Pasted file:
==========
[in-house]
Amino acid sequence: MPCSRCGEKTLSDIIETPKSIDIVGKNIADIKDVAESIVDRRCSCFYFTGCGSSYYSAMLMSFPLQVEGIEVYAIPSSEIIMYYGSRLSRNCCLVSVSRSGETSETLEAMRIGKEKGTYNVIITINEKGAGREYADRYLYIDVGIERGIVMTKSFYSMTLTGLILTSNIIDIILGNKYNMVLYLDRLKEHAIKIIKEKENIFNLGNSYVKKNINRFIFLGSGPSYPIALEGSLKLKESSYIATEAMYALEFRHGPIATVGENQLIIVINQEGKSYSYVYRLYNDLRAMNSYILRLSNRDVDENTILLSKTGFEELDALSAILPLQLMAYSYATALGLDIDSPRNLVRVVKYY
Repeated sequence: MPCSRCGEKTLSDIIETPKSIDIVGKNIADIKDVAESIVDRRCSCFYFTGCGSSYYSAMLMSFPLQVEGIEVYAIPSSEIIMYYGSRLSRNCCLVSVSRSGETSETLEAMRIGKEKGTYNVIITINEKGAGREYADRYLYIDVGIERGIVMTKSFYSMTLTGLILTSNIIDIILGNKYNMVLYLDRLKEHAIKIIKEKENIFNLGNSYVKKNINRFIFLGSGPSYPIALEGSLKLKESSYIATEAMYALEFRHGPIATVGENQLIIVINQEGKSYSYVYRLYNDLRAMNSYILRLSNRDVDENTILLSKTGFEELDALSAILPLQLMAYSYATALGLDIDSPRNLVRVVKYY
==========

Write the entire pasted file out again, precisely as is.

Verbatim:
[in-house]
Amino acid sequence: MPCSRCGEKTLSDIIETPKSIDIVGKNIADIKDVAESIVDRRCSCFYFTGCGSSYYSAMLMSFPLQVEGIEVYAIPSSEIIMYYGSRLSRNCCLVSVSRSGETSETLEAMRIGKEKGTYNVIITINEKGAGREYADRYLYIDVGIERGIVMTKSFYSMTLTGLILTSNIIDIILGNKYNMVLYLDRLKEHAIKIIKEKENIFNLGNSYVKKNINRFIFLGSGPSYPIALEGSLKLKESSYIATEAMYALEFRHGPIATVGENQLIIVINQEGKSYSYVYRLYNDLRAMNSYILRLSNRDVDENTILLSKTGFEELDALSAILPLQLMAYSYATALGLDIDSPRNLVRVVKYY
Repeated sequence: MPCSRCGEKTLSDIIETPKSIDIVGKNIADIKDVAESIVDRRCSCFYFTGCGSSYYSAMLMSFPLQVEGIEVYAIPSSEIIMYYGSRLSRNCCLVSVSRSGETSETLEAMRIGKEKGTYNVIITINEKGAGREYADRYLYIDVGIERGIVMTKSFYSMTLTGLILTSNIIDIILGNKYNMVLYLDRLKEHAIKIIKEKENIFNLGNSYVKKNINRFIFLGSGPSYPIALEGSLKLKESSYIATEAMYALEFRHGPIATVGENQLIIVINQEGKSYSYVYRLYNDLRAMNSYILRLSNRDVDENTILLSKTGFEELDALSAILPLQLMAYSYATALGLDIDSPRNLVRVVKYY